ATHENS - Early turnout in Greece's election on Sunday appeared to be low, reflecting weariness among an electorate voting in the third nationwide ballot this year.
At midday in central Athens, officials at the ballot table at one polling station told Reuters only 37 out of 530 registered voted had cast votes; at another 51 out of 512 had done so.
Broadcaster ERT, meanwhile, said one polling station in an Athens suburb recorded only 25 voters in the first three hours.
Opinion polls ahead of the ballot suggested former prime minister Alexis Tsipras' leftist Syriza had a small lead over the conservative New Democracy party.
But a tenth or more of the electorate were undecided, with that category weighted more towards Syriza, the polls showed.
Greeks voted in a parliamentary election in January, propelling Tsipras into power, and then again in July in a referendum on whether to accept a new bailout from international lenders along with more austerity.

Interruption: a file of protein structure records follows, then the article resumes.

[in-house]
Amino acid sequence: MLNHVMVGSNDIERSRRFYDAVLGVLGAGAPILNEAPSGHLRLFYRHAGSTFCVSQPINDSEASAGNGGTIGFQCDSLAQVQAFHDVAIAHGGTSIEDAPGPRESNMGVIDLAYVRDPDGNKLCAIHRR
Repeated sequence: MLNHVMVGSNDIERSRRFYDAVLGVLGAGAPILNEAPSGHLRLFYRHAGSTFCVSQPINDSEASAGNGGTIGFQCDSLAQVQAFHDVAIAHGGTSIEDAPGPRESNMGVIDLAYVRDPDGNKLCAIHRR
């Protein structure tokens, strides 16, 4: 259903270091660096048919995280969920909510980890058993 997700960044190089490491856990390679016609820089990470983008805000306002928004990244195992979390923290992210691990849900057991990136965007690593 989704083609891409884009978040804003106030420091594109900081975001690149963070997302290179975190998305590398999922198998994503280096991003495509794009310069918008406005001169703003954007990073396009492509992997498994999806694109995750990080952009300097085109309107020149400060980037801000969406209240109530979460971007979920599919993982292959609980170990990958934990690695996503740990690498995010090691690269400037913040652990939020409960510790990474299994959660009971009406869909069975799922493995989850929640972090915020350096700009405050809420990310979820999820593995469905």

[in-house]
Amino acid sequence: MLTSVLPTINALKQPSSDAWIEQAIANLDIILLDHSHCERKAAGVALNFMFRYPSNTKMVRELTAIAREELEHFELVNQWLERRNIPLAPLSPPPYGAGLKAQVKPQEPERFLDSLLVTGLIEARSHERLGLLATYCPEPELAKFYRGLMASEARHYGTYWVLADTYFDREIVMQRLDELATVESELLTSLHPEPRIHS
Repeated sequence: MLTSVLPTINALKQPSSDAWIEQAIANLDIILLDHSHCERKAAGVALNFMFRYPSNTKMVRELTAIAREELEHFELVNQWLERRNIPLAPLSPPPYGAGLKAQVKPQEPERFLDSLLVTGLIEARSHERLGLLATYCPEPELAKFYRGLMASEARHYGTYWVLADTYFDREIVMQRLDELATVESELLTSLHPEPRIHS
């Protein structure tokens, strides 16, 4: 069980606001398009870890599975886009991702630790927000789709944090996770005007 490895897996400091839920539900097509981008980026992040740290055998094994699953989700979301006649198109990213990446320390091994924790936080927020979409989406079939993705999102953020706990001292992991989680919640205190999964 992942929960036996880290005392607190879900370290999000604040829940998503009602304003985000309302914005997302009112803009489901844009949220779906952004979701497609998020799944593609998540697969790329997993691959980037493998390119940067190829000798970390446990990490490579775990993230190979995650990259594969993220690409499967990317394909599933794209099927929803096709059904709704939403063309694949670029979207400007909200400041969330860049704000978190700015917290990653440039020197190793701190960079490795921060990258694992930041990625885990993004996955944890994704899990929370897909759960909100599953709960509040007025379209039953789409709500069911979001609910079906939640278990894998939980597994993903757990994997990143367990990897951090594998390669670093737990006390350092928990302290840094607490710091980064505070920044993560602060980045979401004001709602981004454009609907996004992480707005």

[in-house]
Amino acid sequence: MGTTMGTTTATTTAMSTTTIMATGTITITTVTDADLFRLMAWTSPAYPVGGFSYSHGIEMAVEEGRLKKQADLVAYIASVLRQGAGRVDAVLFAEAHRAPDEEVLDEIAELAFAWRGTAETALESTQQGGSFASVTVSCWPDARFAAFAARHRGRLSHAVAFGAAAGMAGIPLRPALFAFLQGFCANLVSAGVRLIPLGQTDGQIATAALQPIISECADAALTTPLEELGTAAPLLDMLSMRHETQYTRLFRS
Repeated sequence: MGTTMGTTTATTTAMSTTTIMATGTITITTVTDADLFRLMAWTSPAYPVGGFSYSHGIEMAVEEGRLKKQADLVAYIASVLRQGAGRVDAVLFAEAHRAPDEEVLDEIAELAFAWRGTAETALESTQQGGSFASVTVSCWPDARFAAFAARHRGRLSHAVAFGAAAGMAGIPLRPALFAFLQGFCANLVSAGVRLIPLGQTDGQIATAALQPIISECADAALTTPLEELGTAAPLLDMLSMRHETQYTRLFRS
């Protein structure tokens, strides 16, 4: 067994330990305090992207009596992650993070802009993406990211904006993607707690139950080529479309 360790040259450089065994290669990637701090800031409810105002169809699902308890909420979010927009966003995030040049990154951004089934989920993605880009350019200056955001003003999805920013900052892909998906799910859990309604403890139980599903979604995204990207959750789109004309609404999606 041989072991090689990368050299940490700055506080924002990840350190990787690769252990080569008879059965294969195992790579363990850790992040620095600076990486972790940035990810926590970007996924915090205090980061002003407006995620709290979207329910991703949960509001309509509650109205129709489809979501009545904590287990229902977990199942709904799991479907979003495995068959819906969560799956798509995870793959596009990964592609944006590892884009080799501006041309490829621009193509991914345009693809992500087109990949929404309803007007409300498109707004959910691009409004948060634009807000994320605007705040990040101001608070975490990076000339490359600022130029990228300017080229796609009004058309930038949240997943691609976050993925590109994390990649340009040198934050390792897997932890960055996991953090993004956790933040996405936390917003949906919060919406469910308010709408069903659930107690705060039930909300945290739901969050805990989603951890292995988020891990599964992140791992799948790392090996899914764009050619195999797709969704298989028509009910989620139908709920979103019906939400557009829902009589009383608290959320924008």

Although Greeks chose overwhelmingly to reject the bailout, Tsipras was forced to accept a somewhat harsher one or face ejection from the euro zone.
Architect Yannis Tsakalos, 51, said a combination of this and the fact that he felt New Democracy was part of the political system that caused Greece's debt problems, was prompting him to vote for someone else. "Both have failed in my view," he said.
"We saw certified incompetence by Syriza and New Democracy does not deserve being rewarded." Others were unsure it was worth voting at all.
"People are tired, we showed Tsipras how much we were with him at the referendum and then he signed anyway," said Eleni, a hotel receptionist on the island of Kalymnos. "If (the politicians) promise something different and then do the same as the others, why should we vote? We don't know what we're voting for anymore."